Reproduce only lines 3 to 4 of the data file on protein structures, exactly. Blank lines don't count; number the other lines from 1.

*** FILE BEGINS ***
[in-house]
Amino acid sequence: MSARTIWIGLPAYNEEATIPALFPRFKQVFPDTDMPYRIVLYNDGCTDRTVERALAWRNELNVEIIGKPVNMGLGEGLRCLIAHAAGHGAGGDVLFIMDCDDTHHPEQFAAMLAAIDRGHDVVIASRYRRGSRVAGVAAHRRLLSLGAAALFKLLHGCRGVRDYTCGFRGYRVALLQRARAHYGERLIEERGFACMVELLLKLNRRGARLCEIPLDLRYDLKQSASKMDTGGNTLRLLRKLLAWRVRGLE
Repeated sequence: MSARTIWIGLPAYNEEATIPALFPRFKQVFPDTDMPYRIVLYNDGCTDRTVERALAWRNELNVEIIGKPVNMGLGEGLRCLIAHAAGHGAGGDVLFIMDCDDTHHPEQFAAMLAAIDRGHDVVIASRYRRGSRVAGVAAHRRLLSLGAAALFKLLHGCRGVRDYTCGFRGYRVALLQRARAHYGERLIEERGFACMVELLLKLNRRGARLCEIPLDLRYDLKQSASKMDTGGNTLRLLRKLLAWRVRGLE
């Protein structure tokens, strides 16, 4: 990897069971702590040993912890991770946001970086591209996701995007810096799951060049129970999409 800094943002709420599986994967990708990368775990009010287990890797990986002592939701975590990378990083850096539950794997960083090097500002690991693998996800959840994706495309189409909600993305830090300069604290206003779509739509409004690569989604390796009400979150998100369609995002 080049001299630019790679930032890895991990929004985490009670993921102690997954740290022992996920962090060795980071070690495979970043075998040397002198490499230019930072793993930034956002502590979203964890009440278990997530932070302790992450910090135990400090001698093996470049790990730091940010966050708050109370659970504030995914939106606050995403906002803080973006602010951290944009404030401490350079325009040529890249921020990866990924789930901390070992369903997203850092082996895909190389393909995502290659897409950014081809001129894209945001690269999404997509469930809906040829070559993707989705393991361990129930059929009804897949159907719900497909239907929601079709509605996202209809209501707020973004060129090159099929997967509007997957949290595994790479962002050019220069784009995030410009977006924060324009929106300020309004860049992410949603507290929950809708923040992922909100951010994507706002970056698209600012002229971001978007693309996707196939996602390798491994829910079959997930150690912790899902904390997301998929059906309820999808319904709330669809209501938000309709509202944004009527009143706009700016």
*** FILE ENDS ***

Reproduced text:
Repeated sequence: MSARTIWIGLPAYNEEATIPALFPRFKQVFPDTDMPYRIVLYNDGCTDRTVERALAWRNELNVEIIGKPVNMGLGEGLRCLIAHAAGHGAGGDVLFIMDCDDTHHPEQFAAMLAAIDRGHDVVIASRYRRGSRVAGVAAHRRLLSLGAAALFKLLHGCRGVRDYTCGFRGYRVALLQRARAHYGERLIEERGFACMVELLLKLNRRGARLCEIPLDLRYDLKQSASKMDTGGNTLRLLRKLLAWRVRGLE
């Protein structure tokens, strides 16, 4: 990897069971702590040993912890991770946001970086591209996701995007810096799951060049129970999409 800094943002709420599986994967990708990368775990009010287990890797990986002592939701975590990378990083850096539950794997960083090097500002690991693998996800959840994706495309189409909600993305830090300069604290206003779509739509409004690569989604390796009400979150998100369609995002 080049001299630019790679930032890895991990929004985490009670993921102690997954740290022992996920962090060795980071070690495979970043075998040397002198490499230019930072793993930034956002502590979203964890009440278990997530932070302790992450910090135990400090001698093996470049790990730091940010966050708050109370659970504030995914939106606050995403906002803080973006602010951290944009404030401490350079325009040529890249921020990866990924789930901390070992369903997203850092082996895909190389393909995502290659897409950014081809001129894209945001690269999404997509469930809906040829070559993707989705393991361990129930059929009804897949159907719900497909239907929601079709509605996202209809209501707020973004060129090159099929997967509007997957949290595994790479962002050019220069784009995030410009977006924060324009929106300020309004860049992410949603507290929950809708923040992922909100951010994507706002970056698209600012002229971001978007693309996707196939996602390798491994829910079959997930150690912790899902904390997301998929059906309820999808319904709330669809209501938000309709509202944004009527009143706009700016």